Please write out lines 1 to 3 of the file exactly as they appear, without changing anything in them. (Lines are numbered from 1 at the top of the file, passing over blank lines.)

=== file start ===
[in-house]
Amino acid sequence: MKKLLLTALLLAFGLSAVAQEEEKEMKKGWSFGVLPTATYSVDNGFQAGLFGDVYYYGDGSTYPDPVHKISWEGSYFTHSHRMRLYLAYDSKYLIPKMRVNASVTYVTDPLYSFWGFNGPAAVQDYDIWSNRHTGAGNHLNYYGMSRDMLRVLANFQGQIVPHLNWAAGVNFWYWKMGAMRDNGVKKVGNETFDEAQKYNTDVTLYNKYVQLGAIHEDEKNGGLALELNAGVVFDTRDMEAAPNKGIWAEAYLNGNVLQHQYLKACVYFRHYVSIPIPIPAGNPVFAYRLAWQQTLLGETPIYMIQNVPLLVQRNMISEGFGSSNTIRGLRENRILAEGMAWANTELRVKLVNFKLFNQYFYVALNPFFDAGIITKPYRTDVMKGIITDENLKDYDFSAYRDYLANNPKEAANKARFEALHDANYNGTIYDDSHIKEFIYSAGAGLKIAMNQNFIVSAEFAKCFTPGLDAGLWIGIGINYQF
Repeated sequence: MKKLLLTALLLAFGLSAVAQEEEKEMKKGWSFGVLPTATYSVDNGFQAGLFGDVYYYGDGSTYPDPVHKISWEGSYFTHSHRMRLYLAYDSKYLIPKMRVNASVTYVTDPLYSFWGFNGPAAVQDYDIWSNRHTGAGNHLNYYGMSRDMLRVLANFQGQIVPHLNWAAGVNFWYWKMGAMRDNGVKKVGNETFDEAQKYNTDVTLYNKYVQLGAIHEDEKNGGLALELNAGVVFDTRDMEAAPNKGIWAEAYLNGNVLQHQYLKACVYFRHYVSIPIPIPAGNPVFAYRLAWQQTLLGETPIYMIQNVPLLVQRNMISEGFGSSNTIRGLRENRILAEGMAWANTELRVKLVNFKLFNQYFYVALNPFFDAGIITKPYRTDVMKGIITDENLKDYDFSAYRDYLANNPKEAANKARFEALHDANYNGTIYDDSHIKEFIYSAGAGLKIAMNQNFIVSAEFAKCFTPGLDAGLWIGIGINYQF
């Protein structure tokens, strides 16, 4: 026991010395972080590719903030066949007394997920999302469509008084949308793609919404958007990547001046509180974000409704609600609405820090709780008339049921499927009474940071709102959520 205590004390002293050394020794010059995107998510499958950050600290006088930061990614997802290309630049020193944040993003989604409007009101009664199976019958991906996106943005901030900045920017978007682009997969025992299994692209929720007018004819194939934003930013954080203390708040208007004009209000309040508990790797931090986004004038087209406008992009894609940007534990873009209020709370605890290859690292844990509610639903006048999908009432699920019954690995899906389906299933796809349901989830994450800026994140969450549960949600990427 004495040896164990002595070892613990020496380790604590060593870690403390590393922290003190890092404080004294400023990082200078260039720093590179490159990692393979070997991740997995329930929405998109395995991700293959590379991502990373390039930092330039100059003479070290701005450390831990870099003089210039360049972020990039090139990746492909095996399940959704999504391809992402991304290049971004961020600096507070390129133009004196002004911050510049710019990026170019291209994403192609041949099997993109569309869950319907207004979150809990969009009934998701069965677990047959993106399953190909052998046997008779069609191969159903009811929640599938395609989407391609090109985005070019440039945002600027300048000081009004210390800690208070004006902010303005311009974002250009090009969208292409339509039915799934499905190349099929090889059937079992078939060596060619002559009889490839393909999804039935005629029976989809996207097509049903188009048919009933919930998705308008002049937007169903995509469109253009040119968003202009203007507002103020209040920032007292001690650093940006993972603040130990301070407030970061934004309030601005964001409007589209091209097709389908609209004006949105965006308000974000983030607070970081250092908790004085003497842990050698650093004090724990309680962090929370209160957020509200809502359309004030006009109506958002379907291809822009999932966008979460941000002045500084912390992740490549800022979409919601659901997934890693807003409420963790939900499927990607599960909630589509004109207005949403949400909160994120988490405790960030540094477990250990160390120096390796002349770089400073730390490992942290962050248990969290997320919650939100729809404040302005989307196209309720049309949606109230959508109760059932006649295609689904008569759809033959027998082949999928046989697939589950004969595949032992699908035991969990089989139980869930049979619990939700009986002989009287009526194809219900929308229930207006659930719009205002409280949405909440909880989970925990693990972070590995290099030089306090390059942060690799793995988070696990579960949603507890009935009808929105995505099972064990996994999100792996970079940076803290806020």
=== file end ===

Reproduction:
[in-house]
Amino acid sequence: MKKLLLTALLLAFGLSAVAQEEEKEMKKGWSFGVLPTATYSVDNGFQAGLFGDVYYYGDGSTYPDPVHKISWEGSYFTHSHRMRLYLAYDSKYLIPKMRVNASVTYVTDPLYSFWGFNGPAAVQDYDIWSNRHTGAGNHLNYYGMSRDMLRVLANFQGQIVPHLNWAAGVNFWYWKMGAMRDNGVKKVGNETFDEAQKYNTDVTLYNKYVQLGAIHEDEKNGGLALELNAGVVFDTRDMEAAPNKGIWAEAYLNGNVLQHQYLKACVYFRHYVSIPIPIPAGNPVFAYRLAWQQTLLGETPIYMIQNVPLLVQRNMISEGFGSSNTIRGLRENRILAEGMAWANTELRVKLVNFKLFNQYFYVALNPFFDAGIITKPYRTDVMKGIITDENLKDYDFSAYRDYLANNPKEAANKARFEALHDANYNGTIYDDSHIKEFIYSAGAGLKIAMNQNFIVSAEFAKCFTPGLDAGLWIGIGINYQF
Repeated sequence: MKKLLLTALLLAFGLSAVAQEEEKEMKKGWSFGVLPTATYSVDNGFQAGLFGDVYYYGDGSTYPDPVHKISWEGSYFTHSHRMRLYLAYDSKYLIPKMRVNASVTYVTDPLYSFWGFNGPAAVQDYDIWSNRHTGAGNHLNYYGMSRDMLRVLANFQGQIVPHLNWAAGVNFWYWKMGAMRDNGVKKVGNETFDEAQKYNTDVTLYNKYVQLGAIHEDEKNGGLALELNAGVVFDTRDMEAAPNKGIWAEAYLNGNVLQHQYLKACVYFRHYVSIPIPIPAGNPVFAYRLAWQQTLLGETPIYMIQNVPLLVQRNMISEGFGSSNTIRGLRENRILAEGMAWANTELRVKLVNFKLFNQYFYVALNPFFDAGIITKPYRTDVMKGIITDENLKDYDFSAYRDYLANNPKEAANKARFEALHDANYNGTIYDDSHIKEFIYSAGAGLKIAMNQNFIVSAEFAKCFTPGLDAGLWIGIGINYQF